In marmur

By Rabbi Dow Marmur.

Being critical of Israeli government policies seems essential to those who fear that complacency with the status quo may bring the country to ruin. However, at no time must this obscure the fact that Israel’s very existence is a miracle and that those of us privileged to live here are witnesses to history in the making.

Israel’s continued development and growth be it in terms of population – over eight million of whom more than six million are Jews – or in terms of scientific, technological and economic progress is fantastic. Though I lack the words to describe it I sense it every day and immensely grateful for what I see and experience. But I’m particularly conscious of it today, Israel’s Independence Day, when many of the country’s achievements are justifiably celebrated.

Despite its wars and continued terrorist attacks Israel is an oasis of calm, stability and prosperity in the region. It’s a marvelous place in a very bad neighbourhood.

Its culture is rich and varied. Not only are those who live here exposed to what’s happening in the rest of the world, but the creativity of Israel’s own writers, musicians and artists is remarkable. Some of it is nowadays also noted abroad.

Notwithstanding the apparent political dominance of ultra-Orthodoxy a special kind of Judaism is also emerging here. It takes from all streams but resembles none. Though many Israelis describe themselves as secular this doesn’t preclude them from living in the traditional Jewish year and in one way or another – at times unconventionally – celebrate Sabbaths and Festivals.

This new kind of Judaism transcends the artificial religious-secular divide that modernity had imposed on us in the Diaspora. Nowadays, for example, popular songs are set to the words of the Psalms and to traditional liturgical poems, and despite the intrusion of American television English, the very use of the Hebrew language reflects millennia of Jewish experience and wisdom fused with the challenges of the 21st century.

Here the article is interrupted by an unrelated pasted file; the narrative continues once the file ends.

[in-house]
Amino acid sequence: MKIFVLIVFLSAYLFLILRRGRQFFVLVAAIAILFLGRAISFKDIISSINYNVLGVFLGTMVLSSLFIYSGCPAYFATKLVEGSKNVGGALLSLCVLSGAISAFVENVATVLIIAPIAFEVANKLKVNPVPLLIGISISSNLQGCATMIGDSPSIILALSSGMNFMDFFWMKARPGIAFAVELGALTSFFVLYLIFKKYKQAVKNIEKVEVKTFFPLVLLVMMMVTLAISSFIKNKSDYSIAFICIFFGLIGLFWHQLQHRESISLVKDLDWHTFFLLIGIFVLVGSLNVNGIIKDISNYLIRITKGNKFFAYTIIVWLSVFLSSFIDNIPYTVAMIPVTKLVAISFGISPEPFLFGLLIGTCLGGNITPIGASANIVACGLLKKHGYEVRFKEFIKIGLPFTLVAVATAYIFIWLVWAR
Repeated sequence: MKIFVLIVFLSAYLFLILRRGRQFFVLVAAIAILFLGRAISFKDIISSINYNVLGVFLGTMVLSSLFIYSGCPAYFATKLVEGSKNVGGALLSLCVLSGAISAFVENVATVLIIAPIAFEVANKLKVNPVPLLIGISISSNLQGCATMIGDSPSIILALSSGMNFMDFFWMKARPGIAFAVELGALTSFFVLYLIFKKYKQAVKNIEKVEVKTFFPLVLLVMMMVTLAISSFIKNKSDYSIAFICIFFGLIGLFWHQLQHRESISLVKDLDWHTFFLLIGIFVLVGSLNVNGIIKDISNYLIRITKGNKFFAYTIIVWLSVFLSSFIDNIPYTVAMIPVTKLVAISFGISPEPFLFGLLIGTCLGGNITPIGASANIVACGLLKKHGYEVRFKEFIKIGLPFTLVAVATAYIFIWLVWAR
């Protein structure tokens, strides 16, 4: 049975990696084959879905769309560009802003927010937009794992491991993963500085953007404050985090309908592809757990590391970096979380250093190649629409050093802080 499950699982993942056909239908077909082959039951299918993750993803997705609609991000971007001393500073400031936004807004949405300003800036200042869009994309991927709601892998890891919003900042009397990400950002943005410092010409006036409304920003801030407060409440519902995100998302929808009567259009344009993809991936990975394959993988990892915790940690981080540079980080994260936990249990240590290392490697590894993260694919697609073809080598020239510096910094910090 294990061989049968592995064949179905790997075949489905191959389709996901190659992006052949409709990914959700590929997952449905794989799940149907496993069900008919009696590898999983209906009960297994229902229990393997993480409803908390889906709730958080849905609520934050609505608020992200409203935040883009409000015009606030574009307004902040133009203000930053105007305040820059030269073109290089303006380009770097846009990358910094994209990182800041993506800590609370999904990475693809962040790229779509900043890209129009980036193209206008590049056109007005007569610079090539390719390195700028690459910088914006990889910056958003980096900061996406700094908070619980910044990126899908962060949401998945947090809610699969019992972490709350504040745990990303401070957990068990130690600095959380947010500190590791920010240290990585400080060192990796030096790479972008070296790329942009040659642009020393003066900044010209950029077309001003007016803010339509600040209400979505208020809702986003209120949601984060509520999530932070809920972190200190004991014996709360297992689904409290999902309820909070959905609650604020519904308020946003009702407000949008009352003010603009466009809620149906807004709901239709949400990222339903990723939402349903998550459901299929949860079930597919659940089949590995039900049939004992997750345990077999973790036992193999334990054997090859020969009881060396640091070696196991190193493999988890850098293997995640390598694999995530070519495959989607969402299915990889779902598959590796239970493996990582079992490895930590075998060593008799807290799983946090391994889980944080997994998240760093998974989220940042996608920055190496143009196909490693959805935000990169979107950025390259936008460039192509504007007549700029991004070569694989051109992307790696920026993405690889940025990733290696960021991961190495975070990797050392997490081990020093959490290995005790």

Israeli democracy is vibrant even as many of those elected to office are too preoccupied with their own status and too imprisoned by outdated ideologies. That’s true of Israeli politicians and, by all accounts, in much greater measure of their Palestinian counterparts. Ironically, those entrusted with the task of making peace are its obstacles.

As long as Palestinian leaders continue to pontificate about throwing the Jews into the sea and ally themselves with reactionary forces in Iran and elsewhere, and as long as Israeli leaders see themselves as entrusted to recreate biblical conquests, peace will elude us and what has already been achieved may be destroyed forever.

On the other hand, peace would enable Israel’s neighbours to greatly benefit from its achievements. In addition to the Palestinian state, Jordan and Egypt could flourish as a result, and Saudi Arabia with the Gulf States could secure their future through close cooperation with the Jewish state. Peace with the Palestinians spells not only further progress for Israel and its neighbours but a more stable Middle East and beyond.

But even if this ideal cannot be realized yet, the very existence of Israel – warts and all, terrorism and all, anti-Semitism in the guise of opposition to Israel and all – is a blessing. In the words of a popular Israeli song: We don’t have any other country. That’s why I’m among those who cherish it every day here and celebrate it especially this day.

Jerusalem 23.4.15 (Israel Independence Day)

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  • Rabbi Yael Splansky

    Chag HaAtzmaut Sameach!

    • Israel Ben-Ishai

      Dear Rabbi Marmur,

      Thanks for expressing this so clearly and eloquently. We just came back from a Pesah visit to Israel, and I feel exactly like you do. I am a big and sometimes unforgiving critic of the Israeli government, but appreciate the miracle of the Israeli nation in Eretz Yisrael. Sometimes I feel that the success is not because of the Israeli politicians and leaders but despite them.

      Hag Sameah


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